STEVE’S FATHER
Molly Giles

 

Two inmates have escaped from Angola but Steve’s father tells Steve’s wife not to worry, he keeps 85 loaded weapons right here in the house, so even if the niggers do head for Mobile, they’ll be safe. Your father’s insane, Steve’s wife hisses to Steve and she covers the kids’ ears and starts to lead them back to the car. Steve’s father says Oh hell, I’ll lock the damn guns up then but when Steve’s six-year-old son comes down for a drink of water at midnight he sees his grandfather crouched behind the couch aiming straight at him. It’s just a nine millimeter, Steve’s father protests, look, it’s not even loaded, the damn clip is on the other side of the room. All night Steve hears his father pace from gun to clip, timing himself so he’ll be ready when the convicts burst in to murder them. In the morning the radio announces that the men have been caught, four miles from the prison, but Steve’s father knows that’s not the end of it, not by a long shot. He bends to hug his grandchildren goodbye. When they come for you, he whispers to the six-year-old, aim for the left knee, and if you can’t, go for the gut. Never, he whispers to the ten-year-old, vote for a rich man.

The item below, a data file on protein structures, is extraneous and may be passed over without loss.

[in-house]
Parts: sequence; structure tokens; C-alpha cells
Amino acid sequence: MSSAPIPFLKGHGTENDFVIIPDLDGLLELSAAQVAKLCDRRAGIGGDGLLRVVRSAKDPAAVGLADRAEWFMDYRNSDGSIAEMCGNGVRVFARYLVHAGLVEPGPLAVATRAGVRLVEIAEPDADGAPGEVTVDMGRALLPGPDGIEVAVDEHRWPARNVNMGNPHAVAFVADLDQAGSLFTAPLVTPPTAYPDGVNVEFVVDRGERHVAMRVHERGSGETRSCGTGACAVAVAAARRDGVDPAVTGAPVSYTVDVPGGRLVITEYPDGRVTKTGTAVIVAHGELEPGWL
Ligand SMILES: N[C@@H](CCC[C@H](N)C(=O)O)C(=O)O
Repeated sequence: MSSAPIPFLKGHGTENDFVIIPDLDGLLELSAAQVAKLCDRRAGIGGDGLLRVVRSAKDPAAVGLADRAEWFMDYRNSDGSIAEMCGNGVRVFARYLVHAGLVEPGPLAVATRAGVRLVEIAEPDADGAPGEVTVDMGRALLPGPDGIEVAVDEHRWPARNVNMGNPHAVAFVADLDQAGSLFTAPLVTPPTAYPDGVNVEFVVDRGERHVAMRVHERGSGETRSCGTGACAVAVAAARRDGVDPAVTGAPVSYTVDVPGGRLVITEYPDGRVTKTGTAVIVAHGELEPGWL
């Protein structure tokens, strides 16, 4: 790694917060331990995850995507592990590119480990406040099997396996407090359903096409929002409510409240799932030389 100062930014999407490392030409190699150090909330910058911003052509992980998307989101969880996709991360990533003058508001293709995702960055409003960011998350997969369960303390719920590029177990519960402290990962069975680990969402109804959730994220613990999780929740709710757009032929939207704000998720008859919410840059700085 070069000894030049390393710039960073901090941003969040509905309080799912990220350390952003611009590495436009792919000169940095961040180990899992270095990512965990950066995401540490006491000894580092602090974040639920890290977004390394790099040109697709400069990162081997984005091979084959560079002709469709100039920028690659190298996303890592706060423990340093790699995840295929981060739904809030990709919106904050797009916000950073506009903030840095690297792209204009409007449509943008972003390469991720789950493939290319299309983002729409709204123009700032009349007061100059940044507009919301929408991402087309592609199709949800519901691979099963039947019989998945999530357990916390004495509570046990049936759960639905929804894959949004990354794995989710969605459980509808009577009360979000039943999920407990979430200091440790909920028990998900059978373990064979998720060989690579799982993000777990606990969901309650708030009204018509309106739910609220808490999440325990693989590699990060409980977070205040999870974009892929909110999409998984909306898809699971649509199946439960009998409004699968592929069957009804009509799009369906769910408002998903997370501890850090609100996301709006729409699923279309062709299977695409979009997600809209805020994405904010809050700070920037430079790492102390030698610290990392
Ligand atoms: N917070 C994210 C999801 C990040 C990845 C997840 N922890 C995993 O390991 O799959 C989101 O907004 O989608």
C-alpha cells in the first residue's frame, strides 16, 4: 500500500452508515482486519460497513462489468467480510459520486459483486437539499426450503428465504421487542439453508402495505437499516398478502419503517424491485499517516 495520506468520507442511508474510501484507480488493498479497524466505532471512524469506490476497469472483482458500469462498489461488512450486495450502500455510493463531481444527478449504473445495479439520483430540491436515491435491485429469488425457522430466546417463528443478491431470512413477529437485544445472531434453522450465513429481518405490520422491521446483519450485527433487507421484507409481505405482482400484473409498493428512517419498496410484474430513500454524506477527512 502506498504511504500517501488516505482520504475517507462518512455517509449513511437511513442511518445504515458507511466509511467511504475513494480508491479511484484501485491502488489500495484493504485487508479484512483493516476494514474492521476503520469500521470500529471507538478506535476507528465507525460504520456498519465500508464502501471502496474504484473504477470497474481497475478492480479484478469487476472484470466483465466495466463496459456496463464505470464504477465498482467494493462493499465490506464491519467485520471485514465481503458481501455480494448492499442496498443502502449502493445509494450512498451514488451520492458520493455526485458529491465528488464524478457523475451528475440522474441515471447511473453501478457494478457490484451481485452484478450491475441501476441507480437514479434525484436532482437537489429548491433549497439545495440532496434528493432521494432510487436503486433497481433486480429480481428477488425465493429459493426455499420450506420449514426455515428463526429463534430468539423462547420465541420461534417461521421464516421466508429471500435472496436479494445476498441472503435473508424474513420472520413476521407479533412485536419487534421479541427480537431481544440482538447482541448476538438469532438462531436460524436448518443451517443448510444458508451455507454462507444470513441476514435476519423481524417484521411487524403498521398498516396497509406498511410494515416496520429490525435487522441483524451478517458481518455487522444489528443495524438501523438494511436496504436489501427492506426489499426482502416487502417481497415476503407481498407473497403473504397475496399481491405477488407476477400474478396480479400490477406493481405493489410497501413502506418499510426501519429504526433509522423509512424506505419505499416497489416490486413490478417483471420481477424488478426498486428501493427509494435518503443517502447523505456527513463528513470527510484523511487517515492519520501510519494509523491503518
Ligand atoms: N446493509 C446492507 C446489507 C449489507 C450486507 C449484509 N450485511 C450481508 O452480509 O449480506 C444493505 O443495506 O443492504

Molly Giles’s  chapbook of flash fictions, BOTHERED, won The Split Oak Prize. She has recent flash fictions in Zyzzyva and Word Riot.